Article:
Do we need the power stations?

20.02.2015 11:15

The role of the power stations in the energy system will change. Jakob Askou Bøss, Vice President in DONG Energy, thinks so, and he sees a great potential in converting the power stations to biomass. Debate piece on the Danish news site


By Jakob Askou Bøss Vice President, DONG Energy

As consumers, we take a reliable energy supply for granted - and that's how it should be. But a large part of Europe's energy supply will be ready for retirement within the next 20 years and at the same time, the increasing global CO2 emissions put pressure on the climate. 2014 was the warmest year ever. Therefore, the need to renew the energy supply provides a unique opportunity for steering Europe's energy in a greener direction and for converting the supply to a higher degree of renewable energy.

The conversion means that the role of the power stations in the energy system will change. The power stations are the flexible co-player for wind turbines, as they are able to take over swiftly when the wind is not blowing and the sun is not shining, and they are also able to quickly reduce production to a minimum when solar and wind power can fulfil the electricity demand. Moreover, they deliver district heating to many Danish households at the same time.

From coal to biomass

We need the power stations' flexibility for many years to come, but as our coal-fired power stations are a considerable strain on the climate, we need to use less coal. Since 2006, we have reduced our coal consumption by 2/3 in DONG Energy, primarily because we have taken a number of outdated power stations out of operation. At the same time, we are in the process of a historic conversion of the Danish power stations to use biomass as fuel. At present, we are converting the Studstrup Power Station near Aarhus and the Skærbæk Power Station near Fredericia to use biomass as fuel. When the two projects are completed in 2016 and 2017, more than 400,000 Danish citizens will receive green heat from the two power stations.

Naturally, we must ensure that the biomass we use is produced in a sustainable way so that the CO2 emissions are actually reduced. The wood that we use at our power stations is primarily so-called waste wood and thinning wood, consisting of the top of trees, branches, crooked trees and thinning trees which have been planted to shelter other trees, and which are most often regarded as waste wood. But waste wood is excellent for wood chips and wood pellets that can be used at our power stations.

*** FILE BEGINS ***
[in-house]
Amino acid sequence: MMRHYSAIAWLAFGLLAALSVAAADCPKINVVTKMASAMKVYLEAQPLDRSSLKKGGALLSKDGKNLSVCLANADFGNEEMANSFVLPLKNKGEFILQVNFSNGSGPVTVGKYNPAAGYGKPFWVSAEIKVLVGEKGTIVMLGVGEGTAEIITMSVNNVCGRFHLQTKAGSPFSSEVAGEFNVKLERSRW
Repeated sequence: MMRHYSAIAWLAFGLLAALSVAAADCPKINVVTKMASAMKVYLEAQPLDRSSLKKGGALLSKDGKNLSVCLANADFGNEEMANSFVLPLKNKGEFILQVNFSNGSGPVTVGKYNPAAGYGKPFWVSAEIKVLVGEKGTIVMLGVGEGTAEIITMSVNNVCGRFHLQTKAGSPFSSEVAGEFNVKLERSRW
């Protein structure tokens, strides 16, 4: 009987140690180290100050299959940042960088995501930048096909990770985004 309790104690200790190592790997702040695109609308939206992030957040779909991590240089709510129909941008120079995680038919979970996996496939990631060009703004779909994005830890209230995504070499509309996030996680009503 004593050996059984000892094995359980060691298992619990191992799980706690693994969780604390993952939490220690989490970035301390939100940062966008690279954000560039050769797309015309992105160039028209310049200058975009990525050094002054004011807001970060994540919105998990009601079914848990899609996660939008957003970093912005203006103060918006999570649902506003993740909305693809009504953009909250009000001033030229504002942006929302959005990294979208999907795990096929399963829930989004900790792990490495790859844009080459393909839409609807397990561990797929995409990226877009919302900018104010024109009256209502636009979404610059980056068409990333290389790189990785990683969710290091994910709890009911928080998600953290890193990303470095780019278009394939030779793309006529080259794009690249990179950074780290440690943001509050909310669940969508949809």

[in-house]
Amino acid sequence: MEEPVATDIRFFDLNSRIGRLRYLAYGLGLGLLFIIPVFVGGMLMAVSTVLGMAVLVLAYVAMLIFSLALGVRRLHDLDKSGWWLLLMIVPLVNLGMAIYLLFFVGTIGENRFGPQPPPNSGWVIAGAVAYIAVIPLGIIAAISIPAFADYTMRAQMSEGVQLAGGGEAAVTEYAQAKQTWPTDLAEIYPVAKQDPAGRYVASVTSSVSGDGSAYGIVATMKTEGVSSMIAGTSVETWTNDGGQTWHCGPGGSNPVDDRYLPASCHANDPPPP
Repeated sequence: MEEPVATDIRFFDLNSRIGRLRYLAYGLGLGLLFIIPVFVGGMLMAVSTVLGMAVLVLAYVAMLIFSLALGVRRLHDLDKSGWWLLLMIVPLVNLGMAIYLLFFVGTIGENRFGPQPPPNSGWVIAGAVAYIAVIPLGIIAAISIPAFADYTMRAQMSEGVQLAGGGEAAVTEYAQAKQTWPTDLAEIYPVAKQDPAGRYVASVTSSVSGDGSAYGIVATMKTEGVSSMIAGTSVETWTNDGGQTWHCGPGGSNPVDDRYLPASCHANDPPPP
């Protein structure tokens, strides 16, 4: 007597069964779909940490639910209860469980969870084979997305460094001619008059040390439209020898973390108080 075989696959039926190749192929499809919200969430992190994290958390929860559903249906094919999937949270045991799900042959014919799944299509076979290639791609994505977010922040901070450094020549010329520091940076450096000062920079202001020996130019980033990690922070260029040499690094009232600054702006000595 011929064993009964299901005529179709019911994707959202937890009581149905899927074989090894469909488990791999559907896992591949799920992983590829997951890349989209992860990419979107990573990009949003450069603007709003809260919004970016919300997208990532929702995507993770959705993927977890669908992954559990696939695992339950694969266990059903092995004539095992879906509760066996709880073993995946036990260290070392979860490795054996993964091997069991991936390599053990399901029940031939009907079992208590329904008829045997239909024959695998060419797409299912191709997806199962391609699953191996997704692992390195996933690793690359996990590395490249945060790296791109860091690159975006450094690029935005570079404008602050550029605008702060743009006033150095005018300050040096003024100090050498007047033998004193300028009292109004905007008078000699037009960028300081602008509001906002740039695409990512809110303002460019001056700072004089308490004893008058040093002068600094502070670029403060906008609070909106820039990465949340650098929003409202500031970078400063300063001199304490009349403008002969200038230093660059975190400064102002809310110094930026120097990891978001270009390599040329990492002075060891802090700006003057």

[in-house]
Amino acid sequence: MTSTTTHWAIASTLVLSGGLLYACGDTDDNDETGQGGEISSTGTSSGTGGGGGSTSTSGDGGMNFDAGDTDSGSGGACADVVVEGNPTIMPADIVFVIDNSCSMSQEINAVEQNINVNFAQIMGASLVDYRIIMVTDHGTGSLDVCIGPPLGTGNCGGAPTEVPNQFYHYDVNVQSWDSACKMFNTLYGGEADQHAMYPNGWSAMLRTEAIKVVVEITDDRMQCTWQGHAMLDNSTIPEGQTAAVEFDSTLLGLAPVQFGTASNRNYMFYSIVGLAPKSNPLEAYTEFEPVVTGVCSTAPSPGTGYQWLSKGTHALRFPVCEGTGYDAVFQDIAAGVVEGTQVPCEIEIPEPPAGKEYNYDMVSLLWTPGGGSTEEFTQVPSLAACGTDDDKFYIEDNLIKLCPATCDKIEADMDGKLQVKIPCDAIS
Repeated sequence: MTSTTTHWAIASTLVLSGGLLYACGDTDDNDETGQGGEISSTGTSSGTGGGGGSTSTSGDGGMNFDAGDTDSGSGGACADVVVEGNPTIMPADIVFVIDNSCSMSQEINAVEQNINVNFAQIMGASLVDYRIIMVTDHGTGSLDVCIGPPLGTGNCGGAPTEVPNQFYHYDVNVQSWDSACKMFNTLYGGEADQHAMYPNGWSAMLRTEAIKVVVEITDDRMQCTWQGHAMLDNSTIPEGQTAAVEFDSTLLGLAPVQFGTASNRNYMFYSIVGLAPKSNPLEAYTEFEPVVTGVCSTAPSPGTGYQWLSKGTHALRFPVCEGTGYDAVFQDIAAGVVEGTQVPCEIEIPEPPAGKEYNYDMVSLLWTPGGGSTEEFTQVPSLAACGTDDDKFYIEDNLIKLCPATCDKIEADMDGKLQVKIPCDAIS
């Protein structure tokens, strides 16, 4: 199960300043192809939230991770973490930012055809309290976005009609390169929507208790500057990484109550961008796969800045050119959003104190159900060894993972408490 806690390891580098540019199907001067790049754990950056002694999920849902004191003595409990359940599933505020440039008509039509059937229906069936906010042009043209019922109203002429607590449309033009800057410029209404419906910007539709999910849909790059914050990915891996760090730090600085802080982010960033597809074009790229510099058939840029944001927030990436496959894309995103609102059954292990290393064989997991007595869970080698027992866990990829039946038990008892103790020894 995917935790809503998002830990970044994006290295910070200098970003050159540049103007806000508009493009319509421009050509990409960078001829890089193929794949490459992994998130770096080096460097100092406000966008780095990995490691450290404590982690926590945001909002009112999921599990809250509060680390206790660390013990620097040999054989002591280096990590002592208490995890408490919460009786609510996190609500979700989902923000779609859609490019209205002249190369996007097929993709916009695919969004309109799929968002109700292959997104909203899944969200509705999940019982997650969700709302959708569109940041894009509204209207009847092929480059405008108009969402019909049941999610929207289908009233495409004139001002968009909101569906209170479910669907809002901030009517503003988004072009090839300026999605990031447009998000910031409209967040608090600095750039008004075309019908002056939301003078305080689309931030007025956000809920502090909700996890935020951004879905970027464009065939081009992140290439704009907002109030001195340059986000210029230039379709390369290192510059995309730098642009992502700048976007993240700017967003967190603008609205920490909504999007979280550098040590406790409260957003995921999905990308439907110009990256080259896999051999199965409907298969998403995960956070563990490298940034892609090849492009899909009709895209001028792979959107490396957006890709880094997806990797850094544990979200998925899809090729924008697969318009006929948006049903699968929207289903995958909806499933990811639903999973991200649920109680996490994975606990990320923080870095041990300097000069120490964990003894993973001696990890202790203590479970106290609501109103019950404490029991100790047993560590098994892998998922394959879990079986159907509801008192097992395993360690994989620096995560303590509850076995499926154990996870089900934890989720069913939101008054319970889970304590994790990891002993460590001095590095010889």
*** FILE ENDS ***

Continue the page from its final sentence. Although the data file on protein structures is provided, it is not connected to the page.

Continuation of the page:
Conversion of power stations is common sense

In DONG Energy, we have established a programme where we make demands on our suppliers to ensure that the forests, from which our waste wood and thinning trees originate, are replanted and run in a sustainable manner to ensure that the ecosystem and the biodiversity are maintained. Our suppliers must be able to document that they live up to our requirements, and independent auditors supervise them. In this way, we ensure that we use the right type of biomass. Namely the biomass which results in significant reductions of our CO2 emissions, and which makes power stations a de facto green player in the conversion of the energy system. 

The conversion of the existing power stations to use biomass as fuel is financially sensible compared to other CO2 neutral energy technologies. Moreover, biomass-fired power stations have the advantage that they are the only adjustable source of renewable energy we have. It is an important prerequisite for ensuring that we, as consumers, can continue to take reliable energy for granted in future as well.

Denmark's future green energy system is based on a lot of wind power and green power stations operating on sustainable biomass. Denmark is the world leader when it comes to both technologies, providing not only green energy to the Danes, but also many export orders to Danish companies.